Tag Archive: Art Brew


Art Brew: Monkey IPA (England: IPA: 6.4% ABV)

Visual: lightly bronzed amber with a lightly brown tinged head that leaves soapy sud trails.

Nose: Orange, lime wheat and hop bitterness. Light toffeeness, chocolate malt drinks and a touch of cinnamon. Passion fruit.

Body: Bitterness, slick and syrup textured. Fresh lemon, pineapple. Lots of citrus. Slight custard and syrup sweet.

Finish: Lots of hop bitterness, wheat and popcorn. Pineapple and orange.

Conclusion: IPA’s are wonderful things. There is a huge range of sub styles that fall under the heading, from the early heavy hop and alcohol bombshells, the middle of the road styling of late 90s, to the huge citrus American attacks.  This one plays with the fresh citrus style mentioned before, but rather than tying it to a very fresh and fresh bubbling body, this goes with the thicker texture I’d associate with the English and real ale style and pushes up the lemon freshness.

That thickness makes the hoppiness very sticky, and ties the bitterness long into the finish.  A trick that annoys me heavily when used with imperial stouts but seems to work fantastically with IPAs.

A good pint, refreshing, yet forcibly bitter to the end. Not an uber stylish take on the beer, and not as Artful as the breweries name indicates, but they can still be proud of this IPA as a long lasting mix of IPA styles.

Background: The “spanked” version of this beer was one of the earliest tasting notes I did, so it’s a bit of fun going back and doing the base beer version of it.  Art Brew is a local brewery (well comparatively) and linked to out local watering hole.  The staff of the pub are a great crew which always makes for a better tasting note atmosphere, even if they are piss taking bastards some days (which I mean in a good way) (In case they are reading this, yes I am talking abut the La Chouffe incident(s)).

Art Brew: Hip Hop: Centennial (England: Golden Ale: 4.3% ABV)

Visual: Pale clear grain amber with a thin reign of off white froth.

Nose: Lots of sweet pineapple crumble and custard. Light lemon meringue and hops dusted over it. Sweet but slightly sharp, Smooth.

Body: Very smooth, light creamy bitterness. Pineapple smoothies, vanilla. Slight sharp lemon and jelly.

Finish: Pineapple, then slow growing dry bitterness. Light hops, malt and lime. Custard

Conclusion: A return to the single hop range, and we find with this one example of where those wonderful pineapple flavours that are evident in so many of my favourite beers come from.

With the single hop beers, I feel I am critiquing the hop as much as the beer, and this example is no exception.

It’s a very lovely beer as is, with the most obvious elements being pineapple, vanilla and custard.  Lots of flavour that I enjoy seeing rounding out a good IPA or golden ale.  It’s a solid beer, not as wide range as the cascade hop version, but definitely demonstrating a hop of varied uses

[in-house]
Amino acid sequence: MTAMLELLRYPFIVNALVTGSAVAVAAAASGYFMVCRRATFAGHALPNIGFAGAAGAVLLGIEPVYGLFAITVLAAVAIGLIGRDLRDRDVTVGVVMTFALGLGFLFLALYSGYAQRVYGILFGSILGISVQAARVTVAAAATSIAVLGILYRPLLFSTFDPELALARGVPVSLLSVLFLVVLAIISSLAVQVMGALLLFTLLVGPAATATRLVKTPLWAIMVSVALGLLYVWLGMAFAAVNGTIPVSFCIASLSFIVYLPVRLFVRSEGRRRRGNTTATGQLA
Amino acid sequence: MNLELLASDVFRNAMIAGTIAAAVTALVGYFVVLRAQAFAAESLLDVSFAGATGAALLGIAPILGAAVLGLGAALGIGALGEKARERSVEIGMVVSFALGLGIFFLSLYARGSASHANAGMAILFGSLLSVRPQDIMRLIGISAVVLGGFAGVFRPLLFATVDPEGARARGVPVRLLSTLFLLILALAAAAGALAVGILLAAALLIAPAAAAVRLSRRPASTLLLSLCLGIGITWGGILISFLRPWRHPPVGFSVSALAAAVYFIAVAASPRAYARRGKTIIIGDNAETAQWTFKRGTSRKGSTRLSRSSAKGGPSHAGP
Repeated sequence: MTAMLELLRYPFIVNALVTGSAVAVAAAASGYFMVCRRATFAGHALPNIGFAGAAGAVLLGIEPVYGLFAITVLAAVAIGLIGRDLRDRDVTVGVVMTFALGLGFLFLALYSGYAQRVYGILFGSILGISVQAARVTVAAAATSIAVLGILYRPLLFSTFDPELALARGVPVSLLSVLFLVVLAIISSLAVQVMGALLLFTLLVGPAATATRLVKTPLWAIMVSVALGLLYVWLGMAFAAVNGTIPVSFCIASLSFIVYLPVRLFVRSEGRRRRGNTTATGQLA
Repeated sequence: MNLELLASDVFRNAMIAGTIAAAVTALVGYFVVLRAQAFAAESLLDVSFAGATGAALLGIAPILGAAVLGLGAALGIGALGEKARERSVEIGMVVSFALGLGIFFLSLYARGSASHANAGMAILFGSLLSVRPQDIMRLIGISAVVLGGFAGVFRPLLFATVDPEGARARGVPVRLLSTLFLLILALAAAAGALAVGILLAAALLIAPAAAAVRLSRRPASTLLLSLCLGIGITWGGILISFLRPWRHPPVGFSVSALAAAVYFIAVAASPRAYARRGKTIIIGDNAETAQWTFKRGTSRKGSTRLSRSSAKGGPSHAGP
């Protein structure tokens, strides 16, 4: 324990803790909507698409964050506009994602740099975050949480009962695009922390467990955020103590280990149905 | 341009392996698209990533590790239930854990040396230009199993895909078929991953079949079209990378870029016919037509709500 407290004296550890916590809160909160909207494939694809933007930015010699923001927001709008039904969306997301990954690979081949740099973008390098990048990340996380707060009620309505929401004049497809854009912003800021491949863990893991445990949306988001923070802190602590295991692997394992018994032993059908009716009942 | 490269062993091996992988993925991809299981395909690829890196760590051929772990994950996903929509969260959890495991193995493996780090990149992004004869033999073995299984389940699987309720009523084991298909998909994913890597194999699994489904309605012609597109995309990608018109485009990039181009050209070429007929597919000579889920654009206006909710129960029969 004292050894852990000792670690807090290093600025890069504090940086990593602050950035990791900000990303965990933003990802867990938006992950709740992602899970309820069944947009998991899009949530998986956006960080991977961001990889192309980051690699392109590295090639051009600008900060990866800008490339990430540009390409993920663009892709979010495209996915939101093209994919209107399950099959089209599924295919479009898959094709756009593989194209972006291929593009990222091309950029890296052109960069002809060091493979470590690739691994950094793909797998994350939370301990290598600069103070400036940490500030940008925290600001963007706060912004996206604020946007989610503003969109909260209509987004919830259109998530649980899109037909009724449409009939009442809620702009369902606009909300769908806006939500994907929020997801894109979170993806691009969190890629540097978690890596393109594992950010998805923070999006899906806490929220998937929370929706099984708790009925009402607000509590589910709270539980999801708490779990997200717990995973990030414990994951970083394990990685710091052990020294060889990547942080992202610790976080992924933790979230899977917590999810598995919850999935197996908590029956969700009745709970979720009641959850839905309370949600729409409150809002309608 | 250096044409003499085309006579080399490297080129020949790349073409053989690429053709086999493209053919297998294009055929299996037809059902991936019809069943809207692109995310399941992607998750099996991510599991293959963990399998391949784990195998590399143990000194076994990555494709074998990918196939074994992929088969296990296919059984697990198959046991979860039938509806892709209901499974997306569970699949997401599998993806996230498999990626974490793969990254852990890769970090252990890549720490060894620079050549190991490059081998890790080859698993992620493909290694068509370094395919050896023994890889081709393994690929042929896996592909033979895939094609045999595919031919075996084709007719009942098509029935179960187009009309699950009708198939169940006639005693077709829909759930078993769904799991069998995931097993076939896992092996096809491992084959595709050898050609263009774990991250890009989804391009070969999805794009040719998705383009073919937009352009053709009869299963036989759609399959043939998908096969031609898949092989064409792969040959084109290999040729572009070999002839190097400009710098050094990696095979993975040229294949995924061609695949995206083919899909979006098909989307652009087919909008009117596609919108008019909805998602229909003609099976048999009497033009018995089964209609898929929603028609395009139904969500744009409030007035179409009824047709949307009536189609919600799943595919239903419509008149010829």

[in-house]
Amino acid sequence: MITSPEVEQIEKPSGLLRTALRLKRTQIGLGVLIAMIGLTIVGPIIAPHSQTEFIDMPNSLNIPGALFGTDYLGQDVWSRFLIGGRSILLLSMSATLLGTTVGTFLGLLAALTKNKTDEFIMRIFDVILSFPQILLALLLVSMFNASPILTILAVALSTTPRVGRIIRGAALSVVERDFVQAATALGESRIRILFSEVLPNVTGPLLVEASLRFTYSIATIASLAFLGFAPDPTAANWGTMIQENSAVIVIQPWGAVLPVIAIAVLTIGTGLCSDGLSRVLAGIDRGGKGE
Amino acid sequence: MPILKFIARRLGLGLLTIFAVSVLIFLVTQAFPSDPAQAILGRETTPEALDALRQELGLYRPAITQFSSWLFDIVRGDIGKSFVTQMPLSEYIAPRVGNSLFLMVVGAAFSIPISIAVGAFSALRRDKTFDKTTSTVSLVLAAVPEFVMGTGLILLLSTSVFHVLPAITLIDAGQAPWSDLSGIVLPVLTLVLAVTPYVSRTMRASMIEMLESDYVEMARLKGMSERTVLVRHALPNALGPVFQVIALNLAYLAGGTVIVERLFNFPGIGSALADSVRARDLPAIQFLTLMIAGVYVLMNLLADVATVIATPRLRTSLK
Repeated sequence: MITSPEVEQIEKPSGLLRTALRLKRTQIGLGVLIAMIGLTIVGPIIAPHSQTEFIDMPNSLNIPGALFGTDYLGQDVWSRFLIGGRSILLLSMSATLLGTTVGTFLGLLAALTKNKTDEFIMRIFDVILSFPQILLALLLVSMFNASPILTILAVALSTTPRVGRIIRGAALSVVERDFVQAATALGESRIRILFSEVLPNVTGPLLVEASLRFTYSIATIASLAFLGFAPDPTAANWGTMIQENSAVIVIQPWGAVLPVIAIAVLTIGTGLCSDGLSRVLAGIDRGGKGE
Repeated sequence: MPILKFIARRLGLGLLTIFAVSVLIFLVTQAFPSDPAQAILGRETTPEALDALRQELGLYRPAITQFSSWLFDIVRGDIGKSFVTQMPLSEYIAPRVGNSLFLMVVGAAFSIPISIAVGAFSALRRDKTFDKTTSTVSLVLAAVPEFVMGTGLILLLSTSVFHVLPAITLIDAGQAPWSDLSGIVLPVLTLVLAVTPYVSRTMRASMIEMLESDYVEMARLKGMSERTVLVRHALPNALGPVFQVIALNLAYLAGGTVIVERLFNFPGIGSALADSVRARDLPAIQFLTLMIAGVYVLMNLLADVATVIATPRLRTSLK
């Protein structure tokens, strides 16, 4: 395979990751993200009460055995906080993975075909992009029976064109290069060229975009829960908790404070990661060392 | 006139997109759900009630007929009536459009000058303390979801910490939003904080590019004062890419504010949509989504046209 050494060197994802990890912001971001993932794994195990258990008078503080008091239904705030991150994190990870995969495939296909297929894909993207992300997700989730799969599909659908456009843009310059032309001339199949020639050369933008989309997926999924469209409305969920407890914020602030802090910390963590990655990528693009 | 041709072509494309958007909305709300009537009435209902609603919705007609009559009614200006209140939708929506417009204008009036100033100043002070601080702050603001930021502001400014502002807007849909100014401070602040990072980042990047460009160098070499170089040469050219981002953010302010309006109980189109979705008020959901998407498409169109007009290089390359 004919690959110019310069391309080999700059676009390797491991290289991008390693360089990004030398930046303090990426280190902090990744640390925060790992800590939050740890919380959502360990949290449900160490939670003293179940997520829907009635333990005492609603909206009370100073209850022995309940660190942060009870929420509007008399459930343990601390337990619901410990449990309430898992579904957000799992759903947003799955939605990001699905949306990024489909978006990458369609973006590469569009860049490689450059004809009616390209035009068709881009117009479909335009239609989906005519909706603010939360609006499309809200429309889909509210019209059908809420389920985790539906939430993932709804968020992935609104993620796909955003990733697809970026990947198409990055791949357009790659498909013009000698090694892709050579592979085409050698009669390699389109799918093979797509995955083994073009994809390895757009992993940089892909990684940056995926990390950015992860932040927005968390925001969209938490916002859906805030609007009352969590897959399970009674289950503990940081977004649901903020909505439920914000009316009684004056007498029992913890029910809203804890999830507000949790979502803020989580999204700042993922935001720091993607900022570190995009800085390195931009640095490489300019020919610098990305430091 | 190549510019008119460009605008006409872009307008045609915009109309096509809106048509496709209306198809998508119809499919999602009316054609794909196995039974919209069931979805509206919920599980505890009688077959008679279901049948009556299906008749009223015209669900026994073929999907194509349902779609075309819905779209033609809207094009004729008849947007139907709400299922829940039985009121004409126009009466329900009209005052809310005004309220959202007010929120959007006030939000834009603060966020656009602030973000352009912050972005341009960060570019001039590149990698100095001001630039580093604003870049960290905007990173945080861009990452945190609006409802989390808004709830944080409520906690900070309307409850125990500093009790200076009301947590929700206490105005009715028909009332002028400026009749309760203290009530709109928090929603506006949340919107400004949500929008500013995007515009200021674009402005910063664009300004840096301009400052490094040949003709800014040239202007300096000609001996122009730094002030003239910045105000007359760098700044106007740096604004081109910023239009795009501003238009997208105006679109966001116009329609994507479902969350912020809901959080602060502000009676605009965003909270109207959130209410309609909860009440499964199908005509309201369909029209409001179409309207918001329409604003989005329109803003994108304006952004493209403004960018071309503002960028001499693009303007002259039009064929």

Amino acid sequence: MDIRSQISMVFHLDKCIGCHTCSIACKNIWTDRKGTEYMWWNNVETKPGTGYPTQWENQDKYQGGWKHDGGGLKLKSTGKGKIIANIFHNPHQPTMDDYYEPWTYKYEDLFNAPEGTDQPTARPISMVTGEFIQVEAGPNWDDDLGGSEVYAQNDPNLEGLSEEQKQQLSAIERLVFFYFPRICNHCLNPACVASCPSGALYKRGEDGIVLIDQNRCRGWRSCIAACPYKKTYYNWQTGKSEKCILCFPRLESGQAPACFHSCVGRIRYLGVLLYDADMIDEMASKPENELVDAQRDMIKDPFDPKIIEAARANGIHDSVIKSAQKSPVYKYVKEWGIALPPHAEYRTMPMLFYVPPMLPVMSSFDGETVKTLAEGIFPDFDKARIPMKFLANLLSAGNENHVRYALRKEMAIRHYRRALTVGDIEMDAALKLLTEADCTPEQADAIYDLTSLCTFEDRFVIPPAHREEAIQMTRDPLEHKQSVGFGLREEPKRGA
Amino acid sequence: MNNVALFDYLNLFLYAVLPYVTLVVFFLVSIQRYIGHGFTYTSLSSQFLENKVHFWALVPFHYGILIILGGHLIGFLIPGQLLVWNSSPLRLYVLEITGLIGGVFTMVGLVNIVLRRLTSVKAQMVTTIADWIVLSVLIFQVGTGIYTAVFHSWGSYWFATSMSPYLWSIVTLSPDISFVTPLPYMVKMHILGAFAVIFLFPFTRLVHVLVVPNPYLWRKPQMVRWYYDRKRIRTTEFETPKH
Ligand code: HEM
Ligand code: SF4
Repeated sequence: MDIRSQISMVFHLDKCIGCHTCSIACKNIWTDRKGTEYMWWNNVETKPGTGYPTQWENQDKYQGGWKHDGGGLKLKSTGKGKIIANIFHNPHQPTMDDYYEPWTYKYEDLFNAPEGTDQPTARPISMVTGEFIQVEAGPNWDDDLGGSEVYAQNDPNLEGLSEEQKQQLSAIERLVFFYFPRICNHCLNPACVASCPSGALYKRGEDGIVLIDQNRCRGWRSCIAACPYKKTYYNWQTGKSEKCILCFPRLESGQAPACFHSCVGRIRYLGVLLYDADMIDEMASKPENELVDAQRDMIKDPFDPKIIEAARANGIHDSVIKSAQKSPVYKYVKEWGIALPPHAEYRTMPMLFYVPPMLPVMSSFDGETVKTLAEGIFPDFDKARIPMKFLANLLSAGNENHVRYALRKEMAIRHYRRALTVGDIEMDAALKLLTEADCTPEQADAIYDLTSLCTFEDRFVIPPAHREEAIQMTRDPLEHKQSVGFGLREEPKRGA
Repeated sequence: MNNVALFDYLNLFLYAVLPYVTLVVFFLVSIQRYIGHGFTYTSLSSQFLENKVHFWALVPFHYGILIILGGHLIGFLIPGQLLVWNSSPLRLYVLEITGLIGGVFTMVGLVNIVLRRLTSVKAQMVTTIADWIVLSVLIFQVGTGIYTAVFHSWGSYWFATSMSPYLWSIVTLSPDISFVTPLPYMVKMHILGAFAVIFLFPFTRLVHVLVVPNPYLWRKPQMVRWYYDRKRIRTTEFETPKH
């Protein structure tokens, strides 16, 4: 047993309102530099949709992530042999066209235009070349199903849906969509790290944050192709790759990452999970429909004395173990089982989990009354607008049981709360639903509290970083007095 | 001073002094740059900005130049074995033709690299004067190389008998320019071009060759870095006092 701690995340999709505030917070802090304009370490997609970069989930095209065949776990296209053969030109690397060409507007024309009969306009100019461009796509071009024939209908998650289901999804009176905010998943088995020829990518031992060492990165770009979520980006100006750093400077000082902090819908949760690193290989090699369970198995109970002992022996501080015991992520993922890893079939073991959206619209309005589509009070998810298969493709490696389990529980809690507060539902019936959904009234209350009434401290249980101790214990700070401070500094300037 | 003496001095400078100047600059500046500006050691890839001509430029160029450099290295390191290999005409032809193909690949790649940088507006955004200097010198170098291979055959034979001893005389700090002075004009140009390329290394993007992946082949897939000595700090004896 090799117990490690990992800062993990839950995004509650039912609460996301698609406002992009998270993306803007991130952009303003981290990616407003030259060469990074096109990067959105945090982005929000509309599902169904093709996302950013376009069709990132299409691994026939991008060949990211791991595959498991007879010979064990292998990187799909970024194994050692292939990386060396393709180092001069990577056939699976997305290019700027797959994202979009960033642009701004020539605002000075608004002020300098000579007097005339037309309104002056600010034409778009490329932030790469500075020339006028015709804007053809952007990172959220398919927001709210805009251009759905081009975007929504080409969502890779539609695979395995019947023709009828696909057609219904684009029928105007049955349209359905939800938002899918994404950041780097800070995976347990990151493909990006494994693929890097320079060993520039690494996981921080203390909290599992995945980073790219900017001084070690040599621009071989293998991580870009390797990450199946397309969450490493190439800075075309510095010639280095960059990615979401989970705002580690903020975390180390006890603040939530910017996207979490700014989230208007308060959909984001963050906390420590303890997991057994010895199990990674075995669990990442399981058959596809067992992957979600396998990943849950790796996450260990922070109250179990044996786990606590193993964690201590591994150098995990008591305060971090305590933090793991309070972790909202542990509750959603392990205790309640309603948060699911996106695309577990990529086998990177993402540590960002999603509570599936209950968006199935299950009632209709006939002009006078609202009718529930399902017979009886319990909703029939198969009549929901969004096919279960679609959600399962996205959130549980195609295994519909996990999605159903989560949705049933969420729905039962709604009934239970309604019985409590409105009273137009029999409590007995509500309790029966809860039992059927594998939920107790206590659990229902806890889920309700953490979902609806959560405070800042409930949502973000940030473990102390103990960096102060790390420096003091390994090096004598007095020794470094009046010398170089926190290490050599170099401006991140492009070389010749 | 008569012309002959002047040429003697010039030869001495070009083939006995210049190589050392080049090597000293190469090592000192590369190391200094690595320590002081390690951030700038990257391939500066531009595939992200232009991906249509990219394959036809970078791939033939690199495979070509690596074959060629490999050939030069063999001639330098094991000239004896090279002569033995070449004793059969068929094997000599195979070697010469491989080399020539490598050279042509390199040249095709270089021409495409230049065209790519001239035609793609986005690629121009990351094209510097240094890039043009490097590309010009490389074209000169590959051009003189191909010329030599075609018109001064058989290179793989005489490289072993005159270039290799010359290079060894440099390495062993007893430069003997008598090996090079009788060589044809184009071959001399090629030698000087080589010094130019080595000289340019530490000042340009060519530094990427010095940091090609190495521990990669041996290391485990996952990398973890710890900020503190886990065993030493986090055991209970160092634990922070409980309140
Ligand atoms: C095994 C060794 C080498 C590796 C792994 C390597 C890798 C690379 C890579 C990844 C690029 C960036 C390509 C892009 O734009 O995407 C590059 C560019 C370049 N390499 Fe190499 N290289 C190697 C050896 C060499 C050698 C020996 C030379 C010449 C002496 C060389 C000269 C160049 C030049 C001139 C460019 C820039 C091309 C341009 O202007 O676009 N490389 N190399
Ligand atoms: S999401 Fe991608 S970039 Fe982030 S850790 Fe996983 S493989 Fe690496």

Works well by itself, and will work well in combination, so worth an explore.  A solid base of a good beer.

Background:  Hip Hop is a single hop line of beers, using the same base recipe but with the hops changed.   Having had a few of the range I do always enjoy comparing the hops to gain a better background to the beers.   Art Brew are a small brewery that turn out the “I beer” which I deeply enjoy and so far have turned out a reasonable range of other beers.

Art Brew: Hip Hop: Cascade (England: Golden Ale: 4.3% ABV)

Visual: Honeyed amber with a light off white bubbled head.

Nose: Citrus, wheat and hops. Pineapple and grapefruit, lemon fresh with light toffee.

Body: Sour grapes, white wine and grapefruit. Bitter and wheat filled hop back. Toffee and custard sweetness.

Finish: Bitter and rising charcoal mixed with a hint of liquorice and treacle.  Ground coffee and good hops, quite floral and perfumed.

Conclusion: Now this is a hop with some legs to it, lots of the grapefruit and citrus.  It brings a lot of the flavours I associate with the American style IPAs, with a touch of sweetness in-between the forceful and full boded expression.

As always single hop beers are great fun for working out which hop is responsible for which part of your favourite beers flavours and textures, and for that I always recommend trying a few.

This beer is a fine beer in itself, a heavy pint of flavour in yer glass.

Great hop, well made, good beer.

Art Brew: I Beer (England: Golden Ale: 4.0% ABV)

Visual: Clear yellow gold with a light bubbled head.

Nose: Crisp, vanilla, light hops. Lemon and orange. Very smooth, cream, honey. Light spice and toffee.

Body: Smooth, cream, toffee. Smooth hops, slight grassiness. Honey, more vanilla. Jaffa cake centres.

Finish: Hops, light charring. Wheat chaff. Bitterness finally. Malt.

Conclusion: Art brew have had a good rep with me for a while, and this beer is the main reason.

An exceptional session beer, low enough ABV, plentiful flavour, smooth and light with enough hops at the back to kick.